Islamic State 'Beatles' pair from UK 'should face trial'

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Media caption,

Bethany Haines said the men should face justice for her father's murder

The families of some of the victims of an Islamic State group that beheaded hostages have said two captured fighters should face trial.

British fighters Alexanda Kotey and El Shafee Elsheikh were captured by Syrian Kurdish forces.

Bethany Haines - whose father David, a British aid worker, was beheaded by the cell - said she hoped they die a "slow, painful death".

Kotey and Elsheikh were two of four UK IS members known as "the Beatles".

"They should be locked up and throw away the key," Ms Haines said.

Should there be a trial, she said she would attend and "look them in the eye and let them know I am who I am and they have certainly destroyed a big part of my life. Hopefully there will be some justice."

Image caption,
Alexanda Kotey, left, and El Shafee Elsheikh were the last two members of the cell at large

Diane Foley - whose son James, an American journalist, was beheaded by the cell - said she wanted the two men to face life imprisonment.

She told BBC Radio 4's Today programme: "Their crimes are beyond imagination."

Mrs Foley said that she would like the men to face trial in the US but she would be "most grateful" so long as "they are brought to fair trial and detained and justice is served".

"It doesn't bring James back, but hopefully it protects others from this kind of crime," she said.

Kotey and Elsheikh were the last two of "the Beatles", so-called because of their British accents.

Kotey, from west London, was a guard for the group that was described by US authorities as an execution cell. The US State Department says he took part in the torture of hostages and acted as a recruiter for IS.

Elsheikh "earned a reputation for waterboarding, mock executions, and crucifixions" while serving as the cell's guard, the US state department says.

Both are designated terrorists by the US, which says they have used "exceptionally cruel torture methods".

They worked with the cell's alleged ring-leader, Mohammed Emwazi.

Dubbed Jihadi John, he was the masked militant from west London who featured in gruesome IS videos, taunting Western powers before beheading hostages.

Mr Foley was one of the victims whose death was seen in those videos. Others were British aid workers David Haines and Alan Henning, US journalist Steven Sotloff, and American aid worker Peter Kassig.

Image caption,
Mr Haines was working for a French aid agency when he was captured by Islamic State militants

Emwazi was killed in a drone strike in 2015 in Raqqa, the former de facto IS capital in Syria.

Aine Davis, also from west London and the fourth member of the cell, was convicted of being a senior IS member. He was jailed in Turkey last year on terrorism charges after being arrested near Istanbul in 2015.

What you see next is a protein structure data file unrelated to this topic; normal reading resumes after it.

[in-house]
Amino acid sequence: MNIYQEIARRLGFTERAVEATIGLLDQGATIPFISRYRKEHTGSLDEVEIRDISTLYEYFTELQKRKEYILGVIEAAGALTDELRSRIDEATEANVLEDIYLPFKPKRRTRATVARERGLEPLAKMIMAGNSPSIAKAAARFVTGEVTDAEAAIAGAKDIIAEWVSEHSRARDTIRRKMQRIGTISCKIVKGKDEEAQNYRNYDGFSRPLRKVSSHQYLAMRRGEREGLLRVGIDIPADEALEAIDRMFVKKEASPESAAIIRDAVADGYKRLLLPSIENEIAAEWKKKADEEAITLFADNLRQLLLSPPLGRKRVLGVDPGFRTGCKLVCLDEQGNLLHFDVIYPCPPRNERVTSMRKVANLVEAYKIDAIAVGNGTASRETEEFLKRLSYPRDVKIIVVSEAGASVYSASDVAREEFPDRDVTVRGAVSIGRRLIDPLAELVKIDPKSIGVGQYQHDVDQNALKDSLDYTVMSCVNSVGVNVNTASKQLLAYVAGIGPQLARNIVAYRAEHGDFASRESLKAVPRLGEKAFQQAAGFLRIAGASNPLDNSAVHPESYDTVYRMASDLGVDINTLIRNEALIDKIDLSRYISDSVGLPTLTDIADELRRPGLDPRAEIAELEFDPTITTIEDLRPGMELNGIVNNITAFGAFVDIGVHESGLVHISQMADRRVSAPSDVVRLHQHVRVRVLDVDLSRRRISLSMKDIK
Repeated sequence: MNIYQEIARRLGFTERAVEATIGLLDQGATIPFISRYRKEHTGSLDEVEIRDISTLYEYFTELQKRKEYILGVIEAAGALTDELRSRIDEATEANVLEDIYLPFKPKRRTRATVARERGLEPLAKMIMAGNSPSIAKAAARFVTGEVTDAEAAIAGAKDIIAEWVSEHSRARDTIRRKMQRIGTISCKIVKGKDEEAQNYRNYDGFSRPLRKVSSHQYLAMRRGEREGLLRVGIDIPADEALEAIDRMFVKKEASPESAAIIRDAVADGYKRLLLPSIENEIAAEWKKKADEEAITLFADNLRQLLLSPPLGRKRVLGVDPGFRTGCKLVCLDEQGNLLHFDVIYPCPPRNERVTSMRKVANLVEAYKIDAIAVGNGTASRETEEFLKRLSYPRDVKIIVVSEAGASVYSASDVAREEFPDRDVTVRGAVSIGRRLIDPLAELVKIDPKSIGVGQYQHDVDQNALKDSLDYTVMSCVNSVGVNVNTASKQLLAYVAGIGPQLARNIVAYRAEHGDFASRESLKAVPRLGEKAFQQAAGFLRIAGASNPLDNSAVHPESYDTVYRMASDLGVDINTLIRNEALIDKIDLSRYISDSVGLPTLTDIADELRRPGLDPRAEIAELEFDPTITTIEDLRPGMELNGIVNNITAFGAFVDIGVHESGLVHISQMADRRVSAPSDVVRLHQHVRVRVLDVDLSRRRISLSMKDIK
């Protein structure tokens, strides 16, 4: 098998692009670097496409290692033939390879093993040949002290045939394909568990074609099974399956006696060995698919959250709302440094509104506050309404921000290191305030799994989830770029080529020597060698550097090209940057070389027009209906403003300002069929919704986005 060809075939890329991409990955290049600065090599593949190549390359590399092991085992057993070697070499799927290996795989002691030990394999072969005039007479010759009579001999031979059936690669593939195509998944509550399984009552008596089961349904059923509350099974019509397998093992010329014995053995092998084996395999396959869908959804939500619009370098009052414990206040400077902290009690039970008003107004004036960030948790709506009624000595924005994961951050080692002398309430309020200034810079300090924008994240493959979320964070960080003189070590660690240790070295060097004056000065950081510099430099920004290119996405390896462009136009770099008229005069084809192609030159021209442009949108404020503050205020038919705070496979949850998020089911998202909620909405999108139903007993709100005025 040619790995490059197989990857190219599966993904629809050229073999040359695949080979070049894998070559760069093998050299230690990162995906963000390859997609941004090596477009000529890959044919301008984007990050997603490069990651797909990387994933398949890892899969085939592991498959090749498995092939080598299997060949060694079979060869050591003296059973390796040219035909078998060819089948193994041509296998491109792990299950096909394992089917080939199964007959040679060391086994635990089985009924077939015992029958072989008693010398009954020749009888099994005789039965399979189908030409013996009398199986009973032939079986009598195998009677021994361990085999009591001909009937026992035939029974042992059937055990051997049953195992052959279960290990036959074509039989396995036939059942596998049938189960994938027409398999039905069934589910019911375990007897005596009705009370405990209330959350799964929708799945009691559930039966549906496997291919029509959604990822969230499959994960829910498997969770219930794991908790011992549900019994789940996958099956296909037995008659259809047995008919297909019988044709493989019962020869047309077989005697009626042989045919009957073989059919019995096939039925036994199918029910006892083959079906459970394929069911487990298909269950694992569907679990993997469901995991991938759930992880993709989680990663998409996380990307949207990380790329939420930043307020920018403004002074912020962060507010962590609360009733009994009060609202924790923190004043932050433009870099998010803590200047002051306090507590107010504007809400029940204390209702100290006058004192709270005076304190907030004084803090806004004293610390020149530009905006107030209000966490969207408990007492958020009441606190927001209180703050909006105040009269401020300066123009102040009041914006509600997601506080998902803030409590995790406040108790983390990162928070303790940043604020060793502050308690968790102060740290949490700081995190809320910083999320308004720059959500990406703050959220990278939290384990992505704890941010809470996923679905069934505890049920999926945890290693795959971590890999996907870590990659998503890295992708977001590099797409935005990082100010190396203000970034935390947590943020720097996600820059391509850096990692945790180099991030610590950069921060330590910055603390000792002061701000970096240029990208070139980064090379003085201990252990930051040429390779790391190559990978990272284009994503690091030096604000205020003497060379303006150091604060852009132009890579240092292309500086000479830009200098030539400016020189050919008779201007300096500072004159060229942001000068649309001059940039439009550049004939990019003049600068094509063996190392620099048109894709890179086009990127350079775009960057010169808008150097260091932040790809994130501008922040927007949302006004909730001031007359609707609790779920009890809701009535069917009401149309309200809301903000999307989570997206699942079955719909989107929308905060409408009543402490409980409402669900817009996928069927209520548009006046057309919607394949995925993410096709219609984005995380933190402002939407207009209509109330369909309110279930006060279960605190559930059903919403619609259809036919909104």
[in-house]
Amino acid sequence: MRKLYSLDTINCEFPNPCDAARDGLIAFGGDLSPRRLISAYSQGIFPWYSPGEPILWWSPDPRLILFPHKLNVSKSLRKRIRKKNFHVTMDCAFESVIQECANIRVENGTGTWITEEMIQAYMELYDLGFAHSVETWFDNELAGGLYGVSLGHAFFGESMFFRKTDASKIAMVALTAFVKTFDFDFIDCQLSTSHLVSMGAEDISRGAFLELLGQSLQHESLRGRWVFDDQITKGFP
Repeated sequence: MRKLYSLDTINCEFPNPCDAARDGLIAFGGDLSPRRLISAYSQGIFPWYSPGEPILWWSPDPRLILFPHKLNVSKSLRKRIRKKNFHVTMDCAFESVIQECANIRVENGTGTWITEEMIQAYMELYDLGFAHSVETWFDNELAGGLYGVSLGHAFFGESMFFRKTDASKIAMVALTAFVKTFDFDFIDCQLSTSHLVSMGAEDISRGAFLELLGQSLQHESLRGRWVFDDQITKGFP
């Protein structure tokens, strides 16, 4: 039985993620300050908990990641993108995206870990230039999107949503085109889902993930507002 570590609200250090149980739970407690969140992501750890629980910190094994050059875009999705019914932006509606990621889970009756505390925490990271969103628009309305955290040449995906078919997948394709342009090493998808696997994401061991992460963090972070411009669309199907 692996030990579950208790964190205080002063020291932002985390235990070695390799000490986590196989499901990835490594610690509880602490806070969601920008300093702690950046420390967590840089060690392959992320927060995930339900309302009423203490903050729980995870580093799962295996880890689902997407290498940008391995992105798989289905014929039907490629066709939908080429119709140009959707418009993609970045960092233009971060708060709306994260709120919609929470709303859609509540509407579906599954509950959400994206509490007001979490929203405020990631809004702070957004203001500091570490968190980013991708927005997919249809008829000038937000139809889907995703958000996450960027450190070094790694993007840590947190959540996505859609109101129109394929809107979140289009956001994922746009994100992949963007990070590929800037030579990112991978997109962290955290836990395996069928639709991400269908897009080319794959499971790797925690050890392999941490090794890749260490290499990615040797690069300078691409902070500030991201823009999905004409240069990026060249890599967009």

The father of Aine Davis has told the BBC that his son had nothing to do with the cell.

Nicolas Henin, a French journalist who spent 10 months as an IS captive, told Today that he wanted justice and not revenge.

He stressed that any attempt to deny the men of their civil rights would only feed IS's claims of victimisation by the West.

"I will be extremely frustrated if they were not offered a fair trial and I don't think the local authorities in northern Syria or detention in Guantanamo Bay would be justice," he said.

US officials said the "execution cell" had beheaded at least 27 hostages and tortured many more. They confirmed the latest arrests.

Officials quoted by US media said the two men had been captured by members of the US-backed Syrian Democratic Forces (SDF), who are targeting remnants of IS.

A Kurdish official from the SDF has said Kotey was on his way to Turkey when he was captured.

"He was intending to escape towards Turkey with co-operation and co-ordination with friends of his on the Turkish side. He is now under investigation with us," Redur Xelil said.

A Turkish security official called the claim "nonsense".


By Gordon Corera, BBC security correspondent

The Home Office will not comment on individual cases but it is understood that the two men have been stripped of their British citizenship.

In recent years, there has been an increased use of this power, largely in response to those travelling out to Syria and Iraq.

The home secretary can deprive someone if that is considered conducive to the public good and doing so would not make them stateless.

But there is also the power to remove it if a person obtained their citizenship fraudulently or through naturalisation and there are "reasonable grounds" to believe the person is able to become a national of another country.

The home secretary has to personally decide to carry out a deprivation.

Media caption,

US-backed forces may be celebrating, but IS has not been defeated